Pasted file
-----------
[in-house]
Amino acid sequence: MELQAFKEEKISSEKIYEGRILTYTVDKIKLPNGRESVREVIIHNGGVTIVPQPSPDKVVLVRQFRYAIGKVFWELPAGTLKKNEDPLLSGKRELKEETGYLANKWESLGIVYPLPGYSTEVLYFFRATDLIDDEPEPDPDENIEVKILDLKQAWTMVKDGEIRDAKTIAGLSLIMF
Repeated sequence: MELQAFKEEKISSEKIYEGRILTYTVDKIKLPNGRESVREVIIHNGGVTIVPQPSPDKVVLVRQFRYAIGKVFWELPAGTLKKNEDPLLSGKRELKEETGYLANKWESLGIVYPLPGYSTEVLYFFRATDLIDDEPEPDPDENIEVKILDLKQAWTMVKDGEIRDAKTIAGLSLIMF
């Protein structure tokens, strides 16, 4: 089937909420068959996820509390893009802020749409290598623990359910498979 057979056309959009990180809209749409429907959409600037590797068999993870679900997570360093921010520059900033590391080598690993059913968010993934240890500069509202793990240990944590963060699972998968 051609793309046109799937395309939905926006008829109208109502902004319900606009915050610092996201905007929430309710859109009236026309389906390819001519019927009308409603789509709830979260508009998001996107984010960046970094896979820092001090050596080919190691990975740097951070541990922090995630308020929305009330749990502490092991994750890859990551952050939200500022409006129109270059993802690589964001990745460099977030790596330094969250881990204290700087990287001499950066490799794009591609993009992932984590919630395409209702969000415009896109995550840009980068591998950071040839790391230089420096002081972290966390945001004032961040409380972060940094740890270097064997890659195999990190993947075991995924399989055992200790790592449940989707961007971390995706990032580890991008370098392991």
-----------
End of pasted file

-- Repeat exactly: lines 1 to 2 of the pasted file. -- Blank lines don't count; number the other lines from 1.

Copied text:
[in-house]
Amino acid sequence: MELQAFKEEKISSEKIYEGRILTYTVDKIKLPNGRESVREVIIHNGGVTIVPQPSPDKVVLVRQFRYAIGKVFWELPAGTLKKNEDPLLSGKRELKEETGYLANKWESLGIVYPLPGYSTEVLYFFRATDLIDDEPEPDPDENIEVKILDLKQAWTMVKDGEIRDAKTIAGLSLIMF